Going back to Elysia after realizing Samus needs energy cells to explore Valhalla, 217 explains how a ship upgrade is necessary to assemble the three parts of a thermal-nuclear bomb that can destroy the force field, since both generators are hidden beneath the dense clouds as a ploy by the Space Pirates, which is the second mission. Samus comes upon another GF base (which is just a landing spot for the Gun-Ship), repeating the same procedure to give the ship its own Grapple Beam.

With it, Samus goes off to assembling all 3 bomb parts; discovering a hidden part of Sky-Town; killing off more Space Pirates and another Berserker Lord; and accidentally finding and releasing the Phazon Metroids throughout the solar system in a hidden lab. With the bomb finally complete after alot of backtracking and fetch-questing, 217 assigns Samus a third mission: to plant and fuse the bomb in the Spire Pod manually to protect it from any threats. It seperates and launches it close to the Leviathan Seed, becoming under attack by Space Pirates that detected its presence.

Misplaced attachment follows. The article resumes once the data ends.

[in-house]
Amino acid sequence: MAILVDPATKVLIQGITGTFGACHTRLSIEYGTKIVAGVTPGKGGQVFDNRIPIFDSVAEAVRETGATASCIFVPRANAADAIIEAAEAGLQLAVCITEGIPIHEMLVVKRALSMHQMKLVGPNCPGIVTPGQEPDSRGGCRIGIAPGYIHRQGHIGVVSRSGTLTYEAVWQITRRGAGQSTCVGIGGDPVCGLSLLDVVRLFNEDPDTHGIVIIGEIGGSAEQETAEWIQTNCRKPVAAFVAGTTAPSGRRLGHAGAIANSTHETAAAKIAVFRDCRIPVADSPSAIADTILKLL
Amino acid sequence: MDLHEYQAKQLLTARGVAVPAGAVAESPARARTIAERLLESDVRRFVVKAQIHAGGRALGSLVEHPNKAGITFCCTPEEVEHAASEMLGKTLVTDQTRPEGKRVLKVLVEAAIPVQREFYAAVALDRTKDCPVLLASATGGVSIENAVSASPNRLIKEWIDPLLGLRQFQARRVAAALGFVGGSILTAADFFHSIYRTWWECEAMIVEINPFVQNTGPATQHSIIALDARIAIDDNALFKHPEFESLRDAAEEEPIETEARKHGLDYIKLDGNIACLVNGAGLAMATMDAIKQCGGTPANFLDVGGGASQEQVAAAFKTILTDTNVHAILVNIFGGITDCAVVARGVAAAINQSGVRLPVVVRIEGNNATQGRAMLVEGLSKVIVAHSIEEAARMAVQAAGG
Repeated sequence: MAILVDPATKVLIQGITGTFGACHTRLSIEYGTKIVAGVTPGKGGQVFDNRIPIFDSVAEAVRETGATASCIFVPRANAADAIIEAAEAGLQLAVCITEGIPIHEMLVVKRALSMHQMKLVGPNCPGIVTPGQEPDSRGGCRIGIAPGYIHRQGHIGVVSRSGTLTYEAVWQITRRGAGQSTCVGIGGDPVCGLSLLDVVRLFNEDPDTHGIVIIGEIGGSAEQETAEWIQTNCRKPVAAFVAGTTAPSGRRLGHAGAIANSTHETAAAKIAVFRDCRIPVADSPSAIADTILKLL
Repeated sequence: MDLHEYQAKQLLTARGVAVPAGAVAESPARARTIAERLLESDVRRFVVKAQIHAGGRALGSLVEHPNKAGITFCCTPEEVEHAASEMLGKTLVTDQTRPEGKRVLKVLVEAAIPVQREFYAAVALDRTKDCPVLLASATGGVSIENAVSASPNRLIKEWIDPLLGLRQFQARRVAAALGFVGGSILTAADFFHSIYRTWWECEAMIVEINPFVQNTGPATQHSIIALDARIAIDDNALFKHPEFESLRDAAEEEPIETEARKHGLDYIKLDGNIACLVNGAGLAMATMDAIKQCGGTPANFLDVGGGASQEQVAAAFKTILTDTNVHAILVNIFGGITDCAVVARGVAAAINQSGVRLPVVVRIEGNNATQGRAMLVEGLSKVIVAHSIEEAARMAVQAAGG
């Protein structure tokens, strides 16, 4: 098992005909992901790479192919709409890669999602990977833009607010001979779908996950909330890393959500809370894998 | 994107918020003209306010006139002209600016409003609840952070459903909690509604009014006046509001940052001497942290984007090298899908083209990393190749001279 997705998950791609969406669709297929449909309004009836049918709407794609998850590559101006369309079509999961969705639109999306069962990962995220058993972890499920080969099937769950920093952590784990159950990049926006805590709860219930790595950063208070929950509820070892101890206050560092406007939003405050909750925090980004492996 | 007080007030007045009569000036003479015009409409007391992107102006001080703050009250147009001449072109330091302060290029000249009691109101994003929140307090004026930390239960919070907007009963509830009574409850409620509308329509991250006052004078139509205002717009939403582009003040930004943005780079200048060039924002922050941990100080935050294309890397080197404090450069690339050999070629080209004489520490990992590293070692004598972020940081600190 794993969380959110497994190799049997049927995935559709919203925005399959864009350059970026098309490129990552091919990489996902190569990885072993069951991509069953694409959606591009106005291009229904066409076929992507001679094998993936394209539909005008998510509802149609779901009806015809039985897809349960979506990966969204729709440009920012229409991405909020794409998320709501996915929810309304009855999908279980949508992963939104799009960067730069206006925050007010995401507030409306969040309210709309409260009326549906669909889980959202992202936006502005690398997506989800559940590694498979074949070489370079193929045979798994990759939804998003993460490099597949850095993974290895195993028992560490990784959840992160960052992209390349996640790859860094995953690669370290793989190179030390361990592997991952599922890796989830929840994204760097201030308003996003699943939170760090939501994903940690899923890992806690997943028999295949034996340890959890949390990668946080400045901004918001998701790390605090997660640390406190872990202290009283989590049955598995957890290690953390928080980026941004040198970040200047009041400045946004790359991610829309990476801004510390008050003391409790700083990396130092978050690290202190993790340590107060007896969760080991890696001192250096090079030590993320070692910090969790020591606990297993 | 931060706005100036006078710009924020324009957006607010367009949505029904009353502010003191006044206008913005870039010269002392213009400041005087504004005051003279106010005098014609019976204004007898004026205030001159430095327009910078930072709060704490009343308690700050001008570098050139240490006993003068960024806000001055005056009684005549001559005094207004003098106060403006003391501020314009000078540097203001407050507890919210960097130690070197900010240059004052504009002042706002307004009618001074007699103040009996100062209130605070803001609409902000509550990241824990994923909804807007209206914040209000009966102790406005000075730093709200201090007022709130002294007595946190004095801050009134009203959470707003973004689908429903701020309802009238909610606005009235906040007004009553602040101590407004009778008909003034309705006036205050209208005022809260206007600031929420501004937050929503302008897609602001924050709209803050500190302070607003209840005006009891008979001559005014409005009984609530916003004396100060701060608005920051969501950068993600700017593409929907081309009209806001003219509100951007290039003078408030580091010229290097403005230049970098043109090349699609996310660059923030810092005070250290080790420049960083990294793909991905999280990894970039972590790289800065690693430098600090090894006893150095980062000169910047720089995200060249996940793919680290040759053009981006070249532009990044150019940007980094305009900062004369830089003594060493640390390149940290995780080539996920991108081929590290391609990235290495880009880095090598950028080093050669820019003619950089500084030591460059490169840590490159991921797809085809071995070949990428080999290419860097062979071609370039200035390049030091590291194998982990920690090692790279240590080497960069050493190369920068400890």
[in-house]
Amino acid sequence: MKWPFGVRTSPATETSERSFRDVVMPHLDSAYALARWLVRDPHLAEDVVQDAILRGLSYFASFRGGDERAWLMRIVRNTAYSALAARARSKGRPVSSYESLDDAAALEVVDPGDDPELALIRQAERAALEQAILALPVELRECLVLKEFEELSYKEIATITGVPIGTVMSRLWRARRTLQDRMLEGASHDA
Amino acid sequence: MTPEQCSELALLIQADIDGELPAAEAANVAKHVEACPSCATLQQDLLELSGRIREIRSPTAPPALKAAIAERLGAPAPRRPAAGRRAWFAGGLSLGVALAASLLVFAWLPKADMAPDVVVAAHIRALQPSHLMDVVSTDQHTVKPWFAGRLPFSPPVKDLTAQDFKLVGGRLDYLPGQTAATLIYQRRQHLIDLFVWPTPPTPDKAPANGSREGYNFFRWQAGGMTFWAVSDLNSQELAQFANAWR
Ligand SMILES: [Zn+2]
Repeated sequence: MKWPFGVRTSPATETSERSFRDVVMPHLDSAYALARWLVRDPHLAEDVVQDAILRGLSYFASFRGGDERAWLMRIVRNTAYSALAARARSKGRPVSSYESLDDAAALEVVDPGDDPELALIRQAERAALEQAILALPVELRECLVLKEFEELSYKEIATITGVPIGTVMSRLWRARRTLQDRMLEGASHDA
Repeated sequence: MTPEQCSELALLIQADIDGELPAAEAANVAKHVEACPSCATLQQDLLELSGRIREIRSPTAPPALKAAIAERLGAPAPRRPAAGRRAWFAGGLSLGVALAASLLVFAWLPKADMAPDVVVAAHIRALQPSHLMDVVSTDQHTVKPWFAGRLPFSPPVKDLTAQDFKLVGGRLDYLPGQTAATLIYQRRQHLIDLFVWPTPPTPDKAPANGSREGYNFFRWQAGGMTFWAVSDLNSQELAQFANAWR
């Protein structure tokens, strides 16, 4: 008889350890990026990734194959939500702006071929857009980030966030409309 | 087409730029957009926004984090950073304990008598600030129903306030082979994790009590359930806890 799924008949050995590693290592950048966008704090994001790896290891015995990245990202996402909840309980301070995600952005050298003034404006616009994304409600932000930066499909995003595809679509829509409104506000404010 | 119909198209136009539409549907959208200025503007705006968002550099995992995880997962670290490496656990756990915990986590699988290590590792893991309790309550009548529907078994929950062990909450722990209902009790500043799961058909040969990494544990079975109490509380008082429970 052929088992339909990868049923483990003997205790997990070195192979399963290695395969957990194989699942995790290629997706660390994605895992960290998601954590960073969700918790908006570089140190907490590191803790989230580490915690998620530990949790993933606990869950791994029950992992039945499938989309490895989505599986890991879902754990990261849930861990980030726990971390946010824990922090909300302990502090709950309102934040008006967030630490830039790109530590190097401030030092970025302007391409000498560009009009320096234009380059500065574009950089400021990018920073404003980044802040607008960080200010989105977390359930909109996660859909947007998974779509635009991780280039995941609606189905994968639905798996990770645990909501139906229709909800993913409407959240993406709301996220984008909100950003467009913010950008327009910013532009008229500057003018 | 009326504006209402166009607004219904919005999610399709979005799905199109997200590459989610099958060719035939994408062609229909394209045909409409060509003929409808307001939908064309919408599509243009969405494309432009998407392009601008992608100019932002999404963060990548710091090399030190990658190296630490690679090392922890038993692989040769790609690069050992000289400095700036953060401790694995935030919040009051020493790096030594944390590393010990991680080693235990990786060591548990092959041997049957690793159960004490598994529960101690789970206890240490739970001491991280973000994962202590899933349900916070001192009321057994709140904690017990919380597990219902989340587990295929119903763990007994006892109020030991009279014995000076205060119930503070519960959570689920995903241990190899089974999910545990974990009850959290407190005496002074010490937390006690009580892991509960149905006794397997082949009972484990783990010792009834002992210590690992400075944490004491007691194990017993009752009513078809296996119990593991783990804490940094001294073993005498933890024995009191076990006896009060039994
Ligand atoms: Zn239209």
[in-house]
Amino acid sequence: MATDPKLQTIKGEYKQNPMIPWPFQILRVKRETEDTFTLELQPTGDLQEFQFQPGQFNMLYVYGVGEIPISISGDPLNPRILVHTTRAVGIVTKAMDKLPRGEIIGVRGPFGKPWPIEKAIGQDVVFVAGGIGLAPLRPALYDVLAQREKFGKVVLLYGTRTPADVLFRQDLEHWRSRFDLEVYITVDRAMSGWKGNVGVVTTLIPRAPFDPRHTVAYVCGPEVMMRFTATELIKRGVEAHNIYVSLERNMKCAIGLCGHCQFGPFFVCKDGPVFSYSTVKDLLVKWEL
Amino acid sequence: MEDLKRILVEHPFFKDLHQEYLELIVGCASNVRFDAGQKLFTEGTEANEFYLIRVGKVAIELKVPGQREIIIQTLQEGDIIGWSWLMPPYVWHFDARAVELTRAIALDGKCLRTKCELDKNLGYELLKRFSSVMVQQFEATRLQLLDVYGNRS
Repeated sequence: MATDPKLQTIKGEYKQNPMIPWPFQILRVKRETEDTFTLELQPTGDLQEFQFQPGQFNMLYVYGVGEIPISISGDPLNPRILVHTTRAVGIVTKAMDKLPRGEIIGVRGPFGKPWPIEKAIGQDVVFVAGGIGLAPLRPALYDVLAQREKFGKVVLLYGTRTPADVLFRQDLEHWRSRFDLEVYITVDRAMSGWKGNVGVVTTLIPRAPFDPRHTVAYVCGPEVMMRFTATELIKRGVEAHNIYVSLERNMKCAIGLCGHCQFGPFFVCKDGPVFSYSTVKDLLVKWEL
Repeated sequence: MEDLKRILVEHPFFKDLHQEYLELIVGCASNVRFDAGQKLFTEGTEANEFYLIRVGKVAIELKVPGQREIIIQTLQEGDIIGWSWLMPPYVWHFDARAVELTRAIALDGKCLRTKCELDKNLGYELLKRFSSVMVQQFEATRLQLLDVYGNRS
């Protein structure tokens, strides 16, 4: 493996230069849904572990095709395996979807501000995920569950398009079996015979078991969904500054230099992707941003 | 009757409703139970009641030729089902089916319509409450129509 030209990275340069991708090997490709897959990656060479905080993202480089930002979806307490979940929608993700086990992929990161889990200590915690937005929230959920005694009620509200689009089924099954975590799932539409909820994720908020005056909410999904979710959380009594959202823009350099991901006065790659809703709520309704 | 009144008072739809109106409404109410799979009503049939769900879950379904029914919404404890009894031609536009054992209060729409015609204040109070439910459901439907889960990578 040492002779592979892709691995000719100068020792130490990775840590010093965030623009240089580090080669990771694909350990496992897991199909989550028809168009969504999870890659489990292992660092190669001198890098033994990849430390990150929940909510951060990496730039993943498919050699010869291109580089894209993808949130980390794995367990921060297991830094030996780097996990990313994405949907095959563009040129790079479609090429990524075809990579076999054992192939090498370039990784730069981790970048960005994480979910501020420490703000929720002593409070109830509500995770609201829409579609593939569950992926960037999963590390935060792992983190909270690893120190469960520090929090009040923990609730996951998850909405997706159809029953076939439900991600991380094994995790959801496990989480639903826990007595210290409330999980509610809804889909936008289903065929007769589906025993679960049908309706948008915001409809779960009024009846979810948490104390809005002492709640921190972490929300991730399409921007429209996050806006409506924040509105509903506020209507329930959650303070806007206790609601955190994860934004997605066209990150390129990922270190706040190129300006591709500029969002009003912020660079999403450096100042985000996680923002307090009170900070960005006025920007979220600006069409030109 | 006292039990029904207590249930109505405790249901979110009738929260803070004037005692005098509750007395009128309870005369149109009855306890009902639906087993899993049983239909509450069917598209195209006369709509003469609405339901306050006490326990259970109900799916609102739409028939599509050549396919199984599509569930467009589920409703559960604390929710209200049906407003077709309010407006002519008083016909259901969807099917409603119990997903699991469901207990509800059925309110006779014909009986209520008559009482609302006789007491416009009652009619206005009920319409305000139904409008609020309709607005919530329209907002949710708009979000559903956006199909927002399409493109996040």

The pod becomes protected, and she leaves with an escape pod after fixing its broken circuits just as it releases the bomb, destroying the shield to access the seed. As before, she enters, fights the guardian that is this time a commanding Steam-Bot called Helios with an army of robots, and ditches Elysia when all is back to normal. Inside the Gun-Ship, 242 explains that Gandrayda left behind a communication space capsule right before she lost contact, revealing that another Leviathan Seed has corrupted that planet too, meaning that the pirates have become corrupted themselves.